- MEDIA CENTER
The leaves of a traditional Chinese herb have become an inseparable ingredient of a promotional campaign for the distinctive ethnic culture in Southwest China's Guizhou province.
Zhang Yiqiong's studio is full of indigo linen fabrics waving in the wind. The cloth materials are wax dyed with the help of the leaves of rhizoma et radix baphicacanthis cusiae, the Chinese herb believed to have the effect of driving away epidemics and killing insects.
"The root of the herb has a medicinal effect, and its leaves can be transformed into pigment for dark blue dyeing, which is perfect for the clothes of the Miao people," Zhang said.
Zhang is a member of the Miao ethnic group in the ethnic county of Sandu. Locals traditionally wear dark blue ethnic clothes featuring pictures with Miao elements.
Zhang's company, Gen Lan Mu Tu, or "Miao wax dyeing" in the Miao language, specializes in wax dyeing for the Miao ethnic clothes. It has become a conglomerate, engaging in businesses such as rhizoma et radix baphicacanthis cusiae plantation, ethnic clothes making, wax dyeing and the Miao embroidering.
The company's businesses have generated many jobs for the local people, and helped lift more than 2,800 farmers out of poverty.
"The pigment we extract from the leaves can be applied in wax dyeing, and if we have extra pigment, we sell it to textile companies," Zhang said.
Zhang started learning about Miao wax dyeing when she was a little girl. Her role model was her mother.
"The Miao people's ethnic clothes were just so beautiful in my eyes, and I wanted to learn the skill well," she said.
People traditionally grow rhizoma et radix baphicacanthis cusiae in the county and have always used its leaves as pigment for their garment.
But for the little Zhang, it was no easy job.
"Extracting the indigo pigment was quite complicated," she said. "You have to grow the plants first." After reaping the plants, Zhang would soak the leaves in water, fetch the blue leaves, extract the indigo essence and make it into the sediment.
"I would carefully watch my mom do it," she said.
With the pigment, she could then proceed to wax dyeing.
"Wax dyeing also involves a number of procedures," she said. "First of all, you need to paint the wax on the cloth and soak the cloth material in the indigo pigment. The final product is not complete until you are done with oxidization, removing the wax and washing."
In 1998, Zhang graduated from junior school and left her hometown for better-paying jobs. After three years of a life adrift, she returned to her home county with some earnings and prepared to create a business of her own.
"I have always adored Miao clothes, so I decided that I wanted to do something about it," she said. "Then, I became a Miao clothes maker."
In 2013, Zhang established a Miao clothes processing store, which would evolve into her own company Gen Lan Mu Tu within two years, mainly focusing on Miao wax dyeing.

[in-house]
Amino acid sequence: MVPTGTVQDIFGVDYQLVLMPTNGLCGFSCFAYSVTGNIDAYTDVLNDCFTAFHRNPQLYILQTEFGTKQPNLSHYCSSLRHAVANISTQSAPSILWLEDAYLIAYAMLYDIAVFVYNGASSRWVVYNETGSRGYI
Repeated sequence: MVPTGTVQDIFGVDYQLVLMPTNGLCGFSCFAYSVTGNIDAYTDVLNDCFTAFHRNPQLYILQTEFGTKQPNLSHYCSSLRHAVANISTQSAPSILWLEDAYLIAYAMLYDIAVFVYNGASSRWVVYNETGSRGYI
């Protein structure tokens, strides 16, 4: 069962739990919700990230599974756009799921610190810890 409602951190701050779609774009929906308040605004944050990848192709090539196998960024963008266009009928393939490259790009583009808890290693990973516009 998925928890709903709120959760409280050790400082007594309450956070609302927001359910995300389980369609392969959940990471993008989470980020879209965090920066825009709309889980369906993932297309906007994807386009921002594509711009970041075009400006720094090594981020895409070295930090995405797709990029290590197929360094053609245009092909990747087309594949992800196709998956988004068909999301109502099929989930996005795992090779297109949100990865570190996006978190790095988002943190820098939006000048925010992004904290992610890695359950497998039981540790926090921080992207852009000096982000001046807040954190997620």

The products that the company churns out are Miao clothes with ethnic elements, including phoenixes, flowers, birds and Miao people playing the Lusheng, a reed-pipe wind musical instrument. All these pictures are wax dyed white, in contrast to the indigo background.
"Gen Lan Mu Tu is about making the world more colorful with plant-based wax dyeing," she said. "It is a green and healthy concept, and it helps promote our ethnic Miao culture."
The company has about 260 long-term employees for wax dyeing and embroidering. It has cooperated with local farmers in the plantation of rhizoma et radix baphicacanthis cusiae. Last year, locals planted 933 hectares of the herb.
"I have done the wax dyeing work for a long time here," said employee Wei Liyun. "I enjoy the skill, and I am good at it."
Wei can make 4,000 yuan ($564) a month for her work. She has even continued to work at home during the coronavirus outbreak.
"It is part of my life," she said.
As her business expanded, Zhang wanted to give her ethnic clothes a more "modern touch" so that "more people will get to know the Miao culture." So she teamed up with some designers from big cities like Beijing and asked them to help re-design the pictures.
"The ethnic style is unique in itself," said designer Wu Huahui. "The plant-based pigment has no pollution and is quite special, so the wax dyed Miao clothes are quite popular in the market now."
The company met some setbacks in the past.
"In the past, our pigment was basically in the form of liquid, which could cost more than 400,000 yuan in transportation fees every year," Zhang said. "Now we have drying and powdering machines, which turn the pigment into powder. It has greatly slashed costs."
"Wax dyeing is our major business at the moment," Zhang said. "These days, people have more demand for plant-based pigment, and some big textile companies are coming to work with us for the indigo pigment."
"Plant-based pigment is environmentally-friendly," she said. "It not only meets people's demand but also truly helps promote our ethnic culture to people."